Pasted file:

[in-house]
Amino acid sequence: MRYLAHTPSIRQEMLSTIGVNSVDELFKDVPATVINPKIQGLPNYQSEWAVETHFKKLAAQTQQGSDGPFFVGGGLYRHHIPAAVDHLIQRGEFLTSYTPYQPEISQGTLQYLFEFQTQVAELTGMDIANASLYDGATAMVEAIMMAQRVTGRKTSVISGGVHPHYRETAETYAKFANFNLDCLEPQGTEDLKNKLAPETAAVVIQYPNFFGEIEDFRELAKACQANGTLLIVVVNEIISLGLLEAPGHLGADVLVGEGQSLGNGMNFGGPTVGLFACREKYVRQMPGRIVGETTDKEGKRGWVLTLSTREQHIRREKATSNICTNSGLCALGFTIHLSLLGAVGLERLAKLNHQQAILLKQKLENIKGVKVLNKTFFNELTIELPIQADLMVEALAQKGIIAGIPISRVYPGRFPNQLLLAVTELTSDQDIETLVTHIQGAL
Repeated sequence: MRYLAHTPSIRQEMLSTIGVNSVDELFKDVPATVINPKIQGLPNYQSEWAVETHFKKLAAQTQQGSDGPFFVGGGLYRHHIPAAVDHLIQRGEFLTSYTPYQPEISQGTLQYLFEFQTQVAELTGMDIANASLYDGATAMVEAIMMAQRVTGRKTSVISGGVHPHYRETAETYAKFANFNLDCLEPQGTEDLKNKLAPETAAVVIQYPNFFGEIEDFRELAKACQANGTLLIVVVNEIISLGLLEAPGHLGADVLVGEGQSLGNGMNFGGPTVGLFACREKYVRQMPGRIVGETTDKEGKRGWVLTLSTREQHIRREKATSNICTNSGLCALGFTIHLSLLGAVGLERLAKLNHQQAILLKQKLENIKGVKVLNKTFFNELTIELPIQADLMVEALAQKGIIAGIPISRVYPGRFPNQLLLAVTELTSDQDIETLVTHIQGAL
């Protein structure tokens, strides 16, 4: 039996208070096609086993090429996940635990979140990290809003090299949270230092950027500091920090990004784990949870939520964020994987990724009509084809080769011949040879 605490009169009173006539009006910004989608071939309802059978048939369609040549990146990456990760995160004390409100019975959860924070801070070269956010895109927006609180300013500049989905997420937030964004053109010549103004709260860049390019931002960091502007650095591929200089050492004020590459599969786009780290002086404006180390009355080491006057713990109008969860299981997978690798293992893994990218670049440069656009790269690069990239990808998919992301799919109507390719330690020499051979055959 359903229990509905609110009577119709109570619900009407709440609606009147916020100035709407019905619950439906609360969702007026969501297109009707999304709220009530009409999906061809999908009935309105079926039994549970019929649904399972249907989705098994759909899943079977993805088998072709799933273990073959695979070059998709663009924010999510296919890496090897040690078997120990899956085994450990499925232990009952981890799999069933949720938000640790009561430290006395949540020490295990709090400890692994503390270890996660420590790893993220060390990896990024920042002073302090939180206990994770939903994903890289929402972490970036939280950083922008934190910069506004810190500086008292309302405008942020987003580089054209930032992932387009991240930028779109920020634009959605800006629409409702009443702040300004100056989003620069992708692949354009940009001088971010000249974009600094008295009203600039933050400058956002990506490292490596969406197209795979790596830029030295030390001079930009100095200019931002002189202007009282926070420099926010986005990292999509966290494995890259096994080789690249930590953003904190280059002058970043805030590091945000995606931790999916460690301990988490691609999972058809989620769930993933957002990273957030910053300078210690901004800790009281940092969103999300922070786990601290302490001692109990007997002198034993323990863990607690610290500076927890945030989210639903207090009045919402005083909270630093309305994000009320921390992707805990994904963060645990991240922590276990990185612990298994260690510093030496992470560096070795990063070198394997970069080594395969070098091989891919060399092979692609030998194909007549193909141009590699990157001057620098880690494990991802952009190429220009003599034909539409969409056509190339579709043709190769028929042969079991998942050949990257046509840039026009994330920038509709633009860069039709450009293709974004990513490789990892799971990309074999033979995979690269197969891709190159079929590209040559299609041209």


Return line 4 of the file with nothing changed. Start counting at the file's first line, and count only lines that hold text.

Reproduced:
């Protein structure tokens, strides 16, 4: 039996208070096609086993090429996940635990979140990290809003090299949270230092950027500091920090990004784990949870939520964020994987990724009509084809080769011949040879 605490009169009173006539009006910004989608071939309802059978048939369609040549990146990456990760995160004390409100019975959860924070801070070269956010895109927006609180300013500049989905997420937030964004053109010549103004709260860049390019931002960091502007650095591929200089050492004020590459599969786009780290002086404006180390009355080491006057713990109008969860299981997978690798293992893994990218670049440069656009790269690069990239990808998919992301799919109507390719330690020499051979055959 359903229990509905609110009577119709109570619900009407709440609606009147916020100035709407019905619950439906609360969702007026969501297109009707999304709220009530009409999906061809999908009935309105079926039994549970019929649904399972249907989705098994759909899943079977993805088998072709799933273990073959695979070059998709663009924010999510296919890496090897040690078997120990899956085994450990499925232990009952981890799999069933949720938000640790009561430290006395949540020490295990709090400890692994503390270890996660420590790893993220060390990896990024920042002073302090939180206990994770939903994903890289929402972490970036939280950083922008934190910069506004810190500086008292309302405008942020987003580089054209930032992932387009991240930028779109920020634009959605800006629409409702009443702040300004100056989003620069992708692949354009940009001088971010000249974009600094008295009203600039933050400058956002990506490292490596969406197209795979790596830029030295030390001079930009100095200019931002002189202007009282926070420099926010986005990292999509966290494995890259096994080789690249930590953003904190280059002058970043805030590091945000995606931790999916460690301990988490691609999972058809989620769930993933957002990273957030910053300078210690901004800790009281940092969103999300922070786990601290302490001692109990007997002198034993323990863990607690610290500076927890945030989210639903207090009045919402005083909270630093309305994000009320921390992707805990994904963060645990991240922590276990990185612990298994260690510093030496992470560096070795990063070198394997970069080594395969070098091989891919060399092979692609030998194909007549193909141009590699990157001057620098880690494990991802952009190429220009003599034909539409969409056509190339579709043709190769028929042969079991998942050949990257046509840039026009994330920038509709633009860069039709450009293709974004990513490789990892799971990309074999033979995979690269197969891709190159079929590209040559299609041209």